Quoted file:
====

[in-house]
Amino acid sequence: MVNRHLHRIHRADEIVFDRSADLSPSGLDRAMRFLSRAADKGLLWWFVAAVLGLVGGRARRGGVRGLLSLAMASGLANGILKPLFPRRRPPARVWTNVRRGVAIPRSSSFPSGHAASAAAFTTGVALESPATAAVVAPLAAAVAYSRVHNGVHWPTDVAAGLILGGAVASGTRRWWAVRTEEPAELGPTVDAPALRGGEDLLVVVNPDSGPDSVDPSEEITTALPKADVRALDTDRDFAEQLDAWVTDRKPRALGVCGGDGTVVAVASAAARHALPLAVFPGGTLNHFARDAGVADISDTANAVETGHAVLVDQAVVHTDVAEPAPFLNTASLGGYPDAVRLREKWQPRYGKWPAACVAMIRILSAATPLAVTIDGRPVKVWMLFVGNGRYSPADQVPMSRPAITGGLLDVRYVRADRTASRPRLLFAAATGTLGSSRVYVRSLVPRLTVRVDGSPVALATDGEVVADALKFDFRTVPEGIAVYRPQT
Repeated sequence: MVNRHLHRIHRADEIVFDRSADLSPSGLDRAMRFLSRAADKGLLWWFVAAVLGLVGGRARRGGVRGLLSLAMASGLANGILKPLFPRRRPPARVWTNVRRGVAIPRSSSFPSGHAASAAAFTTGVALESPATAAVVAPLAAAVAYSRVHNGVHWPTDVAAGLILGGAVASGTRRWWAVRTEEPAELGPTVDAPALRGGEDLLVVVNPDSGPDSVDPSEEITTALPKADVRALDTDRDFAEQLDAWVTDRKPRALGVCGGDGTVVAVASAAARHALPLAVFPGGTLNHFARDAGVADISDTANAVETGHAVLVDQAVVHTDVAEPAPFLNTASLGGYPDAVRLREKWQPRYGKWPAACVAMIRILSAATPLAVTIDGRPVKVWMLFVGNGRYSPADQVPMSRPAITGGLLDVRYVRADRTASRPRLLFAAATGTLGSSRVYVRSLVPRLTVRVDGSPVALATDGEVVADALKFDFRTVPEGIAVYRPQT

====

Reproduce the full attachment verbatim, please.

[in-house]
Amino acid sequence: MVNRHLHRIHRADEIVFDRSADLSPSGLDRAMRFLSRAADKGLLWWFVAAVLGLVGGRARRGGVRGLLSLAMASGLANGILKPLFPRRRPPARVWTNVRRGVAIPRSSSFPSGHAASAAAFTTGVALESPATAAVVAPLAAAVAYSRVHNGVHWPTDVAAGLILGGAVASGTRRWWAVRTEEPAELGPTVDAPALRGGEDLLVVVNPDSGPDSVDPSEEITTALPKADVRALDTDRDFAEQLDAWVTDRKPRALGVCGGDGTVVAVASAAARHALPLAVFPGGTLNHFARDAGVADISDTANAVETGHAVLVDQAVVHTDVAEPAPFLNTASLGGYPDAVRLREKWQPRYGKWPAACVAMIRILSAATPLAVTIDGRPVKVWMLFVGNGRYSPADQVPMSRPAITGGLLDVRYVRADRTASRPRLLFAAATGTLGSSRVYVRSLVPRLTVRVDGSPVALATDGEVVADALKFDFRTVPEGIAVYRPQT
Repeated sequence: MVNRHLHRIHRADEIVFDRSADLSPSGLDRAMRFLSRAADKGLLWWFVAAVLGLVGGRARRGGVRGLLSLAMASGLANGILKPLFPRRRPPARVWTNVRRGVAIPRSSSFPSGHAASAAAFTTGVALESPATAAVVAPLAAAVAYSRVHNGVHWPTDVAAGLILGGAVASGTRRWWAVRTEEPAELGPTVDAPALRGGEDLLVVVNPDSGPDSVDPSEEITTALPKADVRALDTDRDFAEQLDAWVTDRKPRALGVCGGDGTVVAVASAAARHALPLAVFPGGTLNHFARDAGVADISDTANAVETGHAVLVDQAVVHTDVAEPAPFLNTASLGGYPDAVRLREKWQPRYGKWPAACVAMIRILSAATPLAVTIDGRPVKVWMLFVGNGRYSPADQVPMSRPAITGGLLDVRYVRADRTASRPRLLFAAATGTLGSSRVYVRSLVPRLTVRVDGSPVALATDGEVVADALKFDFRTVPEGIAVYRPQT